“It is disgusting to notice the increase in the quantity of coffee used by my subjects, and the amount of money that goes out of the country as a consequence. Everybody is using coffee; this must be prevented. His Majesty was brought up on beer, and so were both his ancestors and officers. Many battles have been fought and won by soldiers nourished on beer, and the King does not believe that coffee-drinking soldiers can be relied upon to endure hardships in case of another war.”
– In response to the importation of coffee
When Adolf Hitler stared at Frederick’s picture in his bunker under Berlin, he was seeking the wisdom of a person he considered kindred, a kind of blueprint for himself, just as he wanted Prussia to be a blueprint for his Third Reich. Arguably he embodied the worst parts of Frederick while only attaining some of his virtues, and the Third Reich burned to the ground in response. The world, however, was very indiscriminate.
Frederick the Great is often referred to as the origin of Germany’s aggressive and tyrannical actions in the modern era. Contemporaries may easily refer to literature of the Seven Years War and find harsh recriminations the likes of which were reserved for Napoleon and Hitler, only to ignore the great fame and admiration Frederick received immediately afterwards. Where our modern narrative claims Hitler led a gaggle of insane and immoral cronies on a rampage, Frederick’s era saw him as a noble underdog gallantly fending off insurmountable odds and elevating his country to new heights. The mythos of invincible Prussian soldiers lasted until the Battle of Jena, where the next modern “demagogue” grabbed the torch.
Alternatively, there are those who completely overlook his faults and swallow the lines of Frederick’s “Anti-Machiavelli” whole. To them, Voltaire’s initial professions of divine bliss at the notion of an enlightened despot were the bread and butter of Frederick’s reign, and that the wars were merely diversions. Of course, those who idolize Hitler are also apt to idolize Frederick for patently obvious reasons. I doubt they appreciate the implications of Hitler’s committing the same mistakes.
And there are, of course, the curious bits of politicized revisionism that our contemporary society loves to throw about, the chief example being that Frederick was homosexual. A subject of great debate even during his lifetime, Frederick was renowned for loathing his (arranged) marriage, and paid more attention to young male courtiers and budding officers than he did to ladies of any stripe. For the modern liberal with a chip on their shoulder, the story ends here, even though it was convincingly debunked shortly after his death by his closest physician: Frederick, a womanizer in his youth, acquired “the pox” and suffered a humiliating partial amputation after a quack cure covered up the extent of the infection. It is entirely reasonable that his actions, and even the promotion of the rumor of homosexuality, were an effort to save face; if not simply buy Frederick time to pursue things he found more important than the fairer sex later on in his life. If nothing else, his rigorous lifestyle certainly lends credence to the idea that he needed to vent his frustrations elsewhere. But as it stands, this conception of Old Fritz seems to be sticking in academia, creating the very awkward crossroads of a “gay warmonger.”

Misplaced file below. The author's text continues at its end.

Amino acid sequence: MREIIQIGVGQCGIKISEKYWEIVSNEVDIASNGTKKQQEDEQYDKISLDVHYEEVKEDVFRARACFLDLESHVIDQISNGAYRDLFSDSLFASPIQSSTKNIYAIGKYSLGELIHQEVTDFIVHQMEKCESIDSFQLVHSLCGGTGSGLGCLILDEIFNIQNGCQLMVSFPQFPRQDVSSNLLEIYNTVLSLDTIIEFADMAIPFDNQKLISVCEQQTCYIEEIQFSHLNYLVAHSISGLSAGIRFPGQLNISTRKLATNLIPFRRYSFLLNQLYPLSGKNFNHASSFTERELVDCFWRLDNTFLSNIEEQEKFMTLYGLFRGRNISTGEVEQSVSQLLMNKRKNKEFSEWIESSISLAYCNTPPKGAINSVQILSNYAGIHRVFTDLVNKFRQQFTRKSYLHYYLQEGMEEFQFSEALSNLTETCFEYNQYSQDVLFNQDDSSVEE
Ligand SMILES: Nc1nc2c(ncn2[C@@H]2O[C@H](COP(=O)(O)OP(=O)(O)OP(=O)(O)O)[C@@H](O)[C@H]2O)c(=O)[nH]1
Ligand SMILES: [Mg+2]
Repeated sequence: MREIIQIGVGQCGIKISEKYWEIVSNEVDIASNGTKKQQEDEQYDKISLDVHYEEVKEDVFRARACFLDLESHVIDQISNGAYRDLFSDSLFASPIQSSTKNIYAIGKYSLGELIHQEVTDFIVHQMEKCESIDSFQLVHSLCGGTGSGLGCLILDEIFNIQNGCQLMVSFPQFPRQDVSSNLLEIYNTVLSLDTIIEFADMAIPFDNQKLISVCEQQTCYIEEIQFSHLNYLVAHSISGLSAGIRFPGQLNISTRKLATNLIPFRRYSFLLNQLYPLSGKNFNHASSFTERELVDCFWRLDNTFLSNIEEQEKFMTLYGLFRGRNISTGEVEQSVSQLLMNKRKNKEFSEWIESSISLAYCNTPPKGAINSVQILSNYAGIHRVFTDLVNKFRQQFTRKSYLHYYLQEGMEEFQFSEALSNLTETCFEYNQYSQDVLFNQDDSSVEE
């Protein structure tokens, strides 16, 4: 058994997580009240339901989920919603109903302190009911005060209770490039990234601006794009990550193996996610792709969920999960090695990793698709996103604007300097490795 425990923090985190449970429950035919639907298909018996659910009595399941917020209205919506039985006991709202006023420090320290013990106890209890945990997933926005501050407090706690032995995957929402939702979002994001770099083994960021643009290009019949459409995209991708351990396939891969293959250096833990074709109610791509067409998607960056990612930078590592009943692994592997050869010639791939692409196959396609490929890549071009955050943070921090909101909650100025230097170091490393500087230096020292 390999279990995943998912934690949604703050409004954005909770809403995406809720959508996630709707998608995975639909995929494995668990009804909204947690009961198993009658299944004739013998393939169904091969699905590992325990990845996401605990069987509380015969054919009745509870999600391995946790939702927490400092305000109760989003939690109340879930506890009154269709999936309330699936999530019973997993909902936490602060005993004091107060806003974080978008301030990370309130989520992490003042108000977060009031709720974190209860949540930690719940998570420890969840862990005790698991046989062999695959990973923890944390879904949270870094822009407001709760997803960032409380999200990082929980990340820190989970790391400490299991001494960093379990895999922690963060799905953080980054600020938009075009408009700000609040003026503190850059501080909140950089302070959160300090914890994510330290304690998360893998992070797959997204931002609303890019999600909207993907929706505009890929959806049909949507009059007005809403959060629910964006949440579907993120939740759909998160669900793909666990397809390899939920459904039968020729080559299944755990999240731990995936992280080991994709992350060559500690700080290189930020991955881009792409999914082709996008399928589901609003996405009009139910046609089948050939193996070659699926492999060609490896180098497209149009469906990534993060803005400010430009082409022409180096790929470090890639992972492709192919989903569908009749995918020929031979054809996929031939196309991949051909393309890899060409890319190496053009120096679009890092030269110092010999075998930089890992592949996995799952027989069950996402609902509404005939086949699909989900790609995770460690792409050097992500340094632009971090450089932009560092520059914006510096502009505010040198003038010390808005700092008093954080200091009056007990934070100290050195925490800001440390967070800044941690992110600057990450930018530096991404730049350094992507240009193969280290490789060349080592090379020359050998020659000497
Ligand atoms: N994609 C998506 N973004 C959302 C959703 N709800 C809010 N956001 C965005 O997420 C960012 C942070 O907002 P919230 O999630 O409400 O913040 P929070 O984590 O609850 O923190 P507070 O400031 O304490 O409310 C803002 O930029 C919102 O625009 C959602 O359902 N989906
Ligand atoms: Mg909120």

I could go on to cherry-pick those traits and actions of Frederick which I find most admirable and worth emulating, but that would be redundant. So too would be personal recriminations of his failings. Ultimately Frederick is an archetypal Great Captain, exhibiting stunning nobility in one hand and lamentable faults in the other. How much of either were the result of his upbringing is difficult to say.
There is certainly an underlying value system at work here, one which he held to with great integrity. But, being inwardly focused, it often hurt his friends and his country, even as he was in the process of trying to help both parties. Perhaps it is his willingness to make amends after such blunders, in the face of an incredibly powerful ego, that makes Frederick so worthy of study and admiration.
Say what you must of the precedents he set: Frederick the Great had character.
“Do you think I take any pleasure in this dog’s life, in seeing and causing death in people unknown to me, in losing friends and acquaintances daily, in seeing my reputation ceaselessly exposed to the caprices of fortune, in spending the whole year with uneasiness and apprehension, in continually risking my life and my fortune? I certainly know the value of tranquility, the charms of society, the pleasures of life, and I like to be happy as much as anybody. Although I desire all these good things, I will not buy them with baseness and infamy. Philosophy teaches us to do our duty, to serve our country faithfully at the expense of our blood and of our repose, to commit our whole being to it.”
– In a personal letter to Voltaire, who accused him of being a warmonger